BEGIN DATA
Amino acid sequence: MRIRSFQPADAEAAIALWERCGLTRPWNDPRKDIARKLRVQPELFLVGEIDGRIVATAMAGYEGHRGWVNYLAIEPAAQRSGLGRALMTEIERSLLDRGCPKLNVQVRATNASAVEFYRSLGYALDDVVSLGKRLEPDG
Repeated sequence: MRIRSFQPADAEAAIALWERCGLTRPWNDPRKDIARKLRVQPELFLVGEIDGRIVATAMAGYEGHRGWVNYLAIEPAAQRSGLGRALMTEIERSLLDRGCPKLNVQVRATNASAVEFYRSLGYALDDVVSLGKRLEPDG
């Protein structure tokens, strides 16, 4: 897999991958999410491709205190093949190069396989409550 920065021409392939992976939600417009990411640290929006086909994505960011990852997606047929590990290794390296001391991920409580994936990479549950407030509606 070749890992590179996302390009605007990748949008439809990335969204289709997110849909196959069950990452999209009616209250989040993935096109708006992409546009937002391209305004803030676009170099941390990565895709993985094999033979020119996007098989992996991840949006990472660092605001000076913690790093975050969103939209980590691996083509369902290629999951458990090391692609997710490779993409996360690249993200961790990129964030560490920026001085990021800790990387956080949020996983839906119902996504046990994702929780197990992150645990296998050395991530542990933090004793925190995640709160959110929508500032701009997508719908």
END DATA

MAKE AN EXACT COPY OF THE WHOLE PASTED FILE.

Amino acid sequence: MRIRSFQPADAEAAIALWERCGLTRPWNDPRKDIARKLRVQPELFLVGEIDGRIVATAMAGYEGHRGWVNYLAIEPAAQRSGLGRALMTEIERSLLDRGCPKLNVQVRATNASAVEFYRSLGYALDDVVSLGKRLEPDG
Repeated sequence: MRIRSFQPADAEAAIALWERCGLTRPWNDPRKDIARKLRVQPELFLVGEIDGRIVATAMAGYEGHRGWVNYLAIEPAAQRSGLGRALMTEIERSLLDRGCPKLNVQVRATNASAVEFYRSLGYALDDVVSLGKRLEPDG
């Protein structure tokens, strides 16, 4: 897999991958999410491709205190093949190069396989409550 920065021409392939992976939600417009990411640290929006086909994505960011990852997606047929590990290794390296001391991920409580994936990479549950407030509606 070749890992590179996302390009605007990748949008439809990335969204289709997110849909196959069950990452999209009616209250989040993935096109708006992409546009937002391209305004803030676009170099941390990565895709993985094999033979020119996007098989992996991840949006990472660092605001000076913690790093975050969103939209980590691996083509369902290629999951458990090391692609997710490779993409996360690249993200961790990129964030560490920026001085990021800790990387956080949020996983839906119902996504046990994702929780197990992150645990296998050395991530542990933090004793925190995640709160959110929508500032701009997508719908």